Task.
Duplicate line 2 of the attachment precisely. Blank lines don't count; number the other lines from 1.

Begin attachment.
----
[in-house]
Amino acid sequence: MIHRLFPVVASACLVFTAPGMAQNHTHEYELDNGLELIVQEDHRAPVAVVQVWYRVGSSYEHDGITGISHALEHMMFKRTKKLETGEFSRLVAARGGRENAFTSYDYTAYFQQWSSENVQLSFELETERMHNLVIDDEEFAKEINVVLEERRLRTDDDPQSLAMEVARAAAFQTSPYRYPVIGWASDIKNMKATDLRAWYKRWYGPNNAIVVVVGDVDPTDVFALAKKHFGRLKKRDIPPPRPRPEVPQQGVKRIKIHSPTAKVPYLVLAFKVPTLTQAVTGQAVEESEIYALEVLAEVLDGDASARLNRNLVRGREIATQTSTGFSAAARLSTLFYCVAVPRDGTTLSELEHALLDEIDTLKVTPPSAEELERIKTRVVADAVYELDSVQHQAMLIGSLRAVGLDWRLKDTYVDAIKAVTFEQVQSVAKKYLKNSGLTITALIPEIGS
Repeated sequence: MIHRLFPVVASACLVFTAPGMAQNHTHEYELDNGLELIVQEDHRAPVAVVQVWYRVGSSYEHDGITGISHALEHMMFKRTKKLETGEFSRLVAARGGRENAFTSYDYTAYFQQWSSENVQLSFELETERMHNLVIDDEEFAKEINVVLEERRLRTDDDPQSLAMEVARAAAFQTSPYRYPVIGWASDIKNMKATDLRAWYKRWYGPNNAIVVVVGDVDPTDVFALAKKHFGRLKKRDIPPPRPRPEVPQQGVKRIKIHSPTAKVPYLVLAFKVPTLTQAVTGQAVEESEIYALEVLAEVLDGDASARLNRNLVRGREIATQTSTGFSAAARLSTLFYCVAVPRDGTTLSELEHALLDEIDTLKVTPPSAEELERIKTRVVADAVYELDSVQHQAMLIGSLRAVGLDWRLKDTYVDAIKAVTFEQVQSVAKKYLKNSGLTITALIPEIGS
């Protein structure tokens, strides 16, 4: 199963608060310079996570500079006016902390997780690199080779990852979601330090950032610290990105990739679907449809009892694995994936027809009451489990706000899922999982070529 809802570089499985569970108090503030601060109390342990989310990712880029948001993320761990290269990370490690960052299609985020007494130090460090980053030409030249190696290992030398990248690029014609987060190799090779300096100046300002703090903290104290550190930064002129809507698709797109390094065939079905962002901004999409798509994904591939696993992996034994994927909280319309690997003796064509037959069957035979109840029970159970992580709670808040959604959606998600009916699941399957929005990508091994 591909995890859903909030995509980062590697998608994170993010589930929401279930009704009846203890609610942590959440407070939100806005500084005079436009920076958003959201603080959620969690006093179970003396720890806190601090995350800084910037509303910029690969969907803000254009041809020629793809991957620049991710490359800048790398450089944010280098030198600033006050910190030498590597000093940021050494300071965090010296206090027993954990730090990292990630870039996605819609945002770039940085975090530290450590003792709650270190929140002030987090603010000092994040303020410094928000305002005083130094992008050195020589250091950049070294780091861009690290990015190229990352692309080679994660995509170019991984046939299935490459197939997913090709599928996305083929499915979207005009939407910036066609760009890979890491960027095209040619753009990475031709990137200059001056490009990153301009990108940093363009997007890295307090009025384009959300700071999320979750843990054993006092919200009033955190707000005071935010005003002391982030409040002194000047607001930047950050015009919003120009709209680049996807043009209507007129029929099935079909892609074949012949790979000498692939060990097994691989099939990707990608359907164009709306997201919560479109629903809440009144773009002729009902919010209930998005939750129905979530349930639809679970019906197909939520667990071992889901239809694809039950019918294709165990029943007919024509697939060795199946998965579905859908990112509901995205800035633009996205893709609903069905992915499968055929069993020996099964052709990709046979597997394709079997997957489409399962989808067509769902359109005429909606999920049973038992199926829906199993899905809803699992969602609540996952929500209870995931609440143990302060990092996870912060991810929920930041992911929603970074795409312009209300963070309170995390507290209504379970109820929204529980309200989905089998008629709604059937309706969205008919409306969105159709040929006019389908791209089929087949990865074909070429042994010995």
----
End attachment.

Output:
Amino acid sequence: MIHRLFPVVASACLVFTAPGMAQNHTHEYELDNGLELIVQEDHRAPVAVVQVWYRVGSSYEHDGITGISHALEHMMFKRTKKLETGEFSRLVAARGGRENAFTSYDYTAYFQQWSSENVQLSFELETERMHNLVIDDEEFAKEINVVLEERRLRTDDDPQSLAMEVARAAAFQTSPYRYPVIGWASDIKNMKATDLRAWYKRWYGPNNAIVVVVGDVDPTDVFALAKKHFGRLKKRDIPPPRPRPEVPQQGVKRIKIHSPTAKVPYLVLAFKVPTLTQAVTGQAVEESEIYALEVLAEVLDGDASARLNRNLVRGREIATQTSTGFSAAARLSTLFYCVAVPRDGTTLSELEHALLDEIDTLKVTPPSAEELERIKTRVVADAVYELDSVQHQAMLIGSLRAVGLDWRLKDTYVDAIKAVTFEQVQSVAKKYLKNSGLTITALIPEIGS